Just a few weeks after my last column on Louisville television news' focus on crime,
the Pew Research Center’s Project for Excellence in Journalism published their annual State of the News Media
report. The report confirms the assertions in my column: local stations are adding more hours to their news programming
even as viewership declines, and crime stories dominate
local TV news. The Pew study included weather and sports stories; when my students collected their data, they omitted those two topics if the stories aired during show blocks exclusively reserved for them. Once you remove weather and sports from Pew’s data, crime is the number one topic
.Pew also found that nearly one-third of Americans
are no longer following a particular news source—whether it was local TV station, cable news show, newspaper, or magazine—because it stopped meeting their needs for news. This may have been especially true during the 2012 election cycle when news organizations were more likely to simply repeat the claims of political partisans instead of actually investigating and reporting on the candidates. According to Pew
In the 2012 race, only 27% of statements in the media about the character and records of the presidential candidates originated with journalists, while roughly twice that many came from political partisans. That is a reversal from a dozen years earlier when half came from journalists and a little more than one-third came from the campaigns.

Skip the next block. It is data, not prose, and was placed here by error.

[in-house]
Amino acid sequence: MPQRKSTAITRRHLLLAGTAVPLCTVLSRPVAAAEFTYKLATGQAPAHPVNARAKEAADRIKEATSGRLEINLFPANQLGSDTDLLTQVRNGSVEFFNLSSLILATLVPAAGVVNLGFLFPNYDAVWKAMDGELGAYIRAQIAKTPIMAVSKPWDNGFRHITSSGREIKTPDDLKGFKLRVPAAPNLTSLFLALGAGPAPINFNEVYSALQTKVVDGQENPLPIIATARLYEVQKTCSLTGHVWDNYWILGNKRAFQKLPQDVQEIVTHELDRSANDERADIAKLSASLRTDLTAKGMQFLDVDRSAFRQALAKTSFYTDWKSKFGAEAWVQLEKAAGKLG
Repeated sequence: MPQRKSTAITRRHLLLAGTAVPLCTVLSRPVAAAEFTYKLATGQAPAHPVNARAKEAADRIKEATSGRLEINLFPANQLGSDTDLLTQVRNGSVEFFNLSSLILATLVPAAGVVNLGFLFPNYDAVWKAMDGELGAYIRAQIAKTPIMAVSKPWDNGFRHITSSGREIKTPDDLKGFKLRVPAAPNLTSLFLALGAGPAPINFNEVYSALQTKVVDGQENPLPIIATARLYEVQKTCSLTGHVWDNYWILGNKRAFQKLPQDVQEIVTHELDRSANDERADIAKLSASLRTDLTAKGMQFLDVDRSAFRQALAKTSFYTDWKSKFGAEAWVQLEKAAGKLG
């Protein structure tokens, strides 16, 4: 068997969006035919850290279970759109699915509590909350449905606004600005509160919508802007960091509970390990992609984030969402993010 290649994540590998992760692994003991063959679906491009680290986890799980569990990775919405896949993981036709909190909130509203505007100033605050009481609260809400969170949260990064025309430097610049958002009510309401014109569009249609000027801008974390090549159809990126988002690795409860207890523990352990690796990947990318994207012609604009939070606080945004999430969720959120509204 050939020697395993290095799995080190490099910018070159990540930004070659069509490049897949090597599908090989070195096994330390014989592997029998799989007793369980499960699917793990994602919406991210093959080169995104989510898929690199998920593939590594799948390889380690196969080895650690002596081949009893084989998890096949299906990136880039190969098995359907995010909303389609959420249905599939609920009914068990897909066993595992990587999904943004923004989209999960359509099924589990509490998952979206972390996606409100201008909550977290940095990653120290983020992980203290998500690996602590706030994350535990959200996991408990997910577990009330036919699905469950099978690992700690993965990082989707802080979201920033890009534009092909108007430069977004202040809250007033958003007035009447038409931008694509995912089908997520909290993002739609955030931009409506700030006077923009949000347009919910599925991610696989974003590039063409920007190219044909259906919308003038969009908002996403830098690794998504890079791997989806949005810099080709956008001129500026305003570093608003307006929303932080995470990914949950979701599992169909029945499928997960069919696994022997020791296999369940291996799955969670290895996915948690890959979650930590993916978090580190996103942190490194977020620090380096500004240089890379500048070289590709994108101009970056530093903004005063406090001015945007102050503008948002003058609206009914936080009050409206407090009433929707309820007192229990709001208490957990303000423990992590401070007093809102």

Perhaps the reason that so many people are turning away from traditional news sources is that they are disappointed with the political coverage. Journalists—local and otherwise—have a fundamental duty to act as watchdogs
, or guardians against abuse of power. Political reporting is an essential part of this, and that reporting must consist of aggressively challenging the claims of powerful people without partisan bias. It’s more than simply repeating the competing claims of Republicans and Democrats, or providing equal airtime for “both sides of the story.” As Jim Emerson of the Chicago Sun-Times wrote
"Objectivity" does not mean he said/she said reporting without good, old-fashioned fact-checking -- which is where the major news organizations have failed us so badly in recent years. If somebody says, "It's 72 degrees Fahrenheit in this room," and his opponent says, "No, it's 43 degrees Fahrenheit in this room," you don't just report each statement and leave it at that. You check a thermometer.
My prescription for local news organizations concerned about audience retention: spend more time checking the thermometer. Don’t just tell us what This Side and That Side claim; find out if the claims are true. Citizens appreciate investigative reporting and watchdog journalism, even if the accountants upstairs fret over the extra time and expense.James Miller is WFPL's media critic and a journalism teacher at duPont Manual High School.